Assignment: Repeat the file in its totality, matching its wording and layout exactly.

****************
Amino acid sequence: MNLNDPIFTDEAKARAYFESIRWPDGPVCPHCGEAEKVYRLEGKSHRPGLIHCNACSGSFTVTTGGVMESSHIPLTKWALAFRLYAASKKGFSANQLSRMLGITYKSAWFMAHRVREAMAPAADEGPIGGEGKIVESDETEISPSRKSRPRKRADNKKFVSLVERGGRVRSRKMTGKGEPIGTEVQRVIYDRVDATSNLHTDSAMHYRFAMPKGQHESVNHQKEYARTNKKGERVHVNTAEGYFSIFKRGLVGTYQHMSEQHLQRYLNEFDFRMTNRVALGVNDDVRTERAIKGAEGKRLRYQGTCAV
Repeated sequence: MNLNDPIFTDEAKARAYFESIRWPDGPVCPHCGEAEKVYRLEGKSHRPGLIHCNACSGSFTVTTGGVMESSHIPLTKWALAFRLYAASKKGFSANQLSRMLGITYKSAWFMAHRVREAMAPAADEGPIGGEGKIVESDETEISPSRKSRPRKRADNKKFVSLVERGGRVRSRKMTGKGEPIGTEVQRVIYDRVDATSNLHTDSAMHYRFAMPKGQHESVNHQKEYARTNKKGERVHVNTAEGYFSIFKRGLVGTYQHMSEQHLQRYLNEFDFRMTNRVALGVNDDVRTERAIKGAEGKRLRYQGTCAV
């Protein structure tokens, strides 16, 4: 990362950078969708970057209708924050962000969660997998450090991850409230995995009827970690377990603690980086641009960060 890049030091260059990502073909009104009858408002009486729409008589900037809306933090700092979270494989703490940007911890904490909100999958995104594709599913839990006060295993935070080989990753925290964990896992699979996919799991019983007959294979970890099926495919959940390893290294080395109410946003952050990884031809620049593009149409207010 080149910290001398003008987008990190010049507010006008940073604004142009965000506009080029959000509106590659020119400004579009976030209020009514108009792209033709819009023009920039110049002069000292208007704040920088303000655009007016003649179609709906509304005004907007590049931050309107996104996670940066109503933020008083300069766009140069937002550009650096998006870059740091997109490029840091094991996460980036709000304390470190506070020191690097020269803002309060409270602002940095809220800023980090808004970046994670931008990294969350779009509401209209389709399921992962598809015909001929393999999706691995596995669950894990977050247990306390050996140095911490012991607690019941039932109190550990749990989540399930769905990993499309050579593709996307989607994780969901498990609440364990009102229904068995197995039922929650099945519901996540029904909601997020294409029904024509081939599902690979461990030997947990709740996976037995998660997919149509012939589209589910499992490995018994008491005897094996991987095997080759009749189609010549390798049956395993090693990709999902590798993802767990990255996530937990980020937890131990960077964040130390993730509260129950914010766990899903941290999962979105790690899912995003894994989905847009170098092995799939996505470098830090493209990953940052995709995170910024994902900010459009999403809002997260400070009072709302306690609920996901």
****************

Amino acid sequence: MNLNDPIFTDEAKARAYFESIRWPDGPVCPHCGEAEKVYRLEGKSHRPGLIHCNACSGSFTVTTGGVMESSHIPLTKWALAFRLYAASKKGFSANQLSRMLGITYKSAWFMAHRVREAMAPAADEGPIGGEGKIVESDETEISPSRKSRPRKRADNKKFVSLVERGGRVRSRKMTGKGEPIGTEVQRVIYDRVDATSNLHTDSAMHYRFAMPKGQHESVNHQKEYARTNKKGERVHVNTAEGYFSIFKRGLVGTYQHMSEQHLQRYLNEFDFRMTNRVALGVNDDVRTERAIKGAEGKRLRYQGTCAV
Repeated sequence: MNLNDPIFTDEAKARAYFESIRWPDGPVCPHCGEAEKVYRLEGKSHRPGLIHCNACSGSFTVTTGGVMESSHIPLTKWALAFRLYAASKKGFSANQLSRMLGITYKSAWFMAHRVREAMAPAADEGPIGGEGKIVESDETEISPSRKSRPRKRADNKKFVSLVERGGRVRSRKMTGKGEPIGTEVQRVIYDRVDATSNLHTDSAMHYRFAMPKGQHESVNHQKEYARTNKKGERVHVNTAEGYFSIFKRGLVGTYQHMSEQHLQRYLNEFDFRMTNRVALGVNDDVRTERAIKGAEGKRLRYQGTCAV
């Protein structure tokens, strides 16, 4: 990362950078969708970057209708924050962000969660997998450090991850409230995995009827970690377990603690980086641009960060 890049030091260059990502073909009104009858408002009486729409008589900037809306933090700092979270494989703490940007911890904490909100999958995104594709599913839990006060295993935070080989990753925290964990896992699979996919799991019983007959294979970890099926495919959940390893290294080395109410946003952050990884031809620049593009149409207010 080149910290001398003008987008990190010049507010006008940073604004142009965000506009080029959000509106590659020119400004579009976030209020009514108009792209033709819009023009920039110049002069000292208007704040920088303000655009007016003649179609709906509304005004907007590049931050309107996104996670940066109503933020008083300069766009140069937002550009650096998006870059740091997109490029840091094991996460980036709000304390470190506070020191690097020269803002309060409270602002940095809220800023980090808004970046994670931008990294969350779009509401209209389709399921992962598809015909001929393999999706691995596995669950894990977050247990306390050996140095911490012991607690019941039932109190550990749990989540399930769905990993499309050579593709996307989607994780969901498990609440364990009102229904068995197995039922929650099945519901996540029904909601997020294409029904024509081939599902690979461990030997947990709740996976037995998660997919149509012939589209589910499992490995018994008491005897094996991987095997080759009749189609010549390798049956395993090693990709999902590798993802767990990255996530937990980020937890131990960077964040130390993730509260129950914010766990899903941290999962979105790690899912995003894994989905847009170098092995799939996505470098830090493209990953940052995709995170910024994902900010459009999403809002997260400070009072709302306690609920996901």